Anyone else interested in paying for copies and digitizing them before I do, can email me at william.fishburne(at)verizon.net. I use (at) instead of @ to do something to stop web spiders cool

Of course, it will be necessary to do some sort of copyright check before they can be posted, but aside from my initial contacts with Westwood One, I think I'll leave that in the capable hands of the site administrator.
Guest
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Posted Oct 14, 2003 - 7:48 AM:

Orginally posted by Paul

The script isn't easily found... the only place it exists, it seems, is the University of Maryland.

A search shows me the poem "Ticonderoga" was by Robert Louis Stevenson, but I can't find a copy of it online.


I just happened upon the poem on-line at http://www.readbookonline.net/readOnLine/2027/
MS
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Posted Oct 14, 2003 - 1:12 PM:

Uh oh. Who is going to break the news gently to babelfish that Astro1 has already posted these and other scripts in the Scripts section of the messageboard? And is planning to post more of the "lost episode" scripts?

Can babelfish arrange at the last minute to have the staff copy five OTHER scripts (The Ticket Taker or The Third Man's Story or some of the other fuzzy sounding eps, for example)?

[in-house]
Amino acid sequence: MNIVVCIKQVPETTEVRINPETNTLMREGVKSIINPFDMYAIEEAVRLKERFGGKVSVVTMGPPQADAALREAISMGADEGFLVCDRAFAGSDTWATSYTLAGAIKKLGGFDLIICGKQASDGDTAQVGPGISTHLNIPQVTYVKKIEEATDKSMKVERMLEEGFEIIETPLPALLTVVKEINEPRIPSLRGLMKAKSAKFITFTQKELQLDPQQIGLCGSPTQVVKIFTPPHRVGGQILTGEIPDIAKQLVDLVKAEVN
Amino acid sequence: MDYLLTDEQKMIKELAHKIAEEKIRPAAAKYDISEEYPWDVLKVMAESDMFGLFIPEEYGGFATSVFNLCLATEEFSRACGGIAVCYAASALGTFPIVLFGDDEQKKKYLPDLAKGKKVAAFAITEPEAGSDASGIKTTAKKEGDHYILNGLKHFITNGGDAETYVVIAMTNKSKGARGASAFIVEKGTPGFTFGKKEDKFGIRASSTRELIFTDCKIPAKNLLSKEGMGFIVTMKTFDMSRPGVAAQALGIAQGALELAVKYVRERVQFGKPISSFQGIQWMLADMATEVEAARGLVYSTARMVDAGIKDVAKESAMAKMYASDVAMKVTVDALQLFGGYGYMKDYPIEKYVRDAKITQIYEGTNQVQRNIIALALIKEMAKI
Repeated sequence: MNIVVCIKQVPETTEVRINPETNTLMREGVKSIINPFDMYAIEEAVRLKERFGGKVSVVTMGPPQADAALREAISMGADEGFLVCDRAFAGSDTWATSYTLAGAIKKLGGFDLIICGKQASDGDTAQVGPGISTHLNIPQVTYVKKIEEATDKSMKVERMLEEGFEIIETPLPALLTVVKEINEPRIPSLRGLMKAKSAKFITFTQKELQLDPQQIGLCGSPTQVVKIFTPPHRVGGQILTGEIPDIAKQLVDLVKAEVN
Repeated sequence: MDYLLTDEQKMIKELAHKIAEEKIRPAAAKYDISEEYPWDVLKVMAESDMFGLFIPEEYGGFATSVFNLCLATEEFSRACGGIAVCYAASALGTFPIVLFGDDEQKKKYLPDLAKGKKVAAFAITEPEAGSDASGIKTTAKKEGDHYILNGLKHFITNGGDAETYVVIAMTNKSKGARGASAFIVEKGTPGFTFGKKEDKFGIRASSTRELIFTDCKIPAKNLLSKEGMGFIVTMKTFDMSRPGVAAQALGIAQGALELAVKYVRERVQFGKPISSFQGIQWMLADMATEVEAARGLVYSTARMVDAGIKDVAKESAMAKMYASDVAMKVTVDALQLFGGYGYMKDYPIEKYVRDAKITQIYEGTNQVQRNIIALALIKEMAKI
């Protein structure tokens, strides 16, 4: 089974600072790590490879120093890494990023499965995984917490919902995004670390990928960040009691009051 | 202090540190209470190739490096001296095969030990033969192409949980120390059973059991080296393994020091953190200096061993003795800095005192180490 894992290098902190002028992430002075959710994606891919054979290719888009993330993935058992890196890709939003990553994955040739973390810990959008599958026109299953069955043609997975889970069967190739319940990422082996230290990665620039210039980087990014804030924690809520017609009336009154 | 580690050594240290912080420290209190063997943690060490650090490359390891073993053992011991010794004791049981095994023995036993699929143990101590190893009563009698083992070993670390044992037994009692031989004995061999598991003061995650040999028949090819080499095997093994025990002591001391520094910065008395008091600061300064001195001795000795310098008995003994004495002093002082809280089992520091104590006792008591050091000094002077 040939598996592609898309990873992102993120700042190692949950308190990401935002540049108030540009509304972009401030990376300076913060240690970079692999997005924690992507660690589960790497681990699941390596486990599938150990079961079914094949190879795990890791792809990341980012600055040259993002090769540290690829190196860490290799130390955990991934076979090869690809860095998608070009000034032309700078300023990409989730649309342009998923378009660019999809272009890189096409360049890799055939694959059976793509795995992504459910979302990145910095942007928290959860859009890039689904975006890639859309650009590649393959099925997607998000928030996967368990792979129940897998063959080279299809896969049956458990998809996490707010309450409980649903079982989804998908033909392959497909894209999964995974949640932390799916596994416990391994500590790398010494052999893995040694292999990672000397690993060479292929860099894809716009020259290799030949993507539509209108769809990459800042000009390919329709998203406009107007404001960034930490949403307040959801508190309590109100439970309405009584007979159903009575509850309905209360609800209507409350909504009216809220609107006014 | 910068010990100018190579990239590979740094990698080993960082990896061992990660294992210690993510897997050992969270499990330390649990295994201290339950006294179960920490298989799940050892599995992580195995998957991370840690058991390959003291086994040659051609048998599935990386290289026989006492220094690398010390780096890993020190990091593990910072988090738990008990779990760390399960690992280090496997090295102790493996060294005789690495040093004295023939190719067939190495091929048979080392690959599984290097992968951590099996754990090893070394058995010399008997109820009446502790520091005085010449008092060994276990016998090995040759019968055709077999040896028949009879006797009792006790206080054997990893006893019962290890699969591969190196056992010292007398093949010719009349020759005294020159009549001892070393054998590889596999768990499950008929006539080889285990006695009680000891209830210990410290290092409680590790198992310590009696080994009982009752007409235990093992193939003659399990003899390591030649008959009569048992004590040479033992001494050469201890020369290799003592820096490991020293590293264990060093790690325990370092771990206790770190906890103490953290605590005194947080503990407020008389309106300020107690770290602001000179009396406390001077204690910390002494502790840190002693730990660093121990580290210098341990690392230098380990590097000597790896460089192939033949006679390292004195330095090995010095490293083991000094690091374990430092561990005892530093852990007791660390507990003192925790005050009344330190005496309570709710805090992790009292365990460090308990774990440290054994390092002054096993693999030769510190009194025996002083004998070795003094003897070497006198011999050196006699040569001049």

What kind of Cooperesque twist of fate is this, anyhow?
bfish
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Posted Oct 22, 2003 - 6:55 AM:

A member kindly emailed me and told me what was up. After some discussion we decided it was worthwhile to go ahead and get the scripts already planned as they have Cooper's notes on them. These are his scripts directly from his estate when he died.

One set of scripts I didn't get copied, but read (after all, I was there and I can only get there once per year), had a note on the back of the first page something like, "The filter is broken so make a funny voice when you are on the phone." Clearly this is from the actual run and was held up through the window to the actors. That stuff is just too cool.

It turns out that the lead archivist lives about a block from me and he hand carried the copies to my house. We talked for a while (he is seriously into old time radio--far beyond myself) and he said that he'd do the same for any other scripts I wanted.

Now I just need to get the time to get these to Paul...give me a couple of weeks and I should have the first one to him...after a couple of months, I'll have the whole shebang.

Ideas for the next scripts would be appreciated--perhaps some of the existing episodes that are hard to hear?
Old Timer
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Posted Oct 24, 2003 - 7:15 PM:

Orginally posted by bfish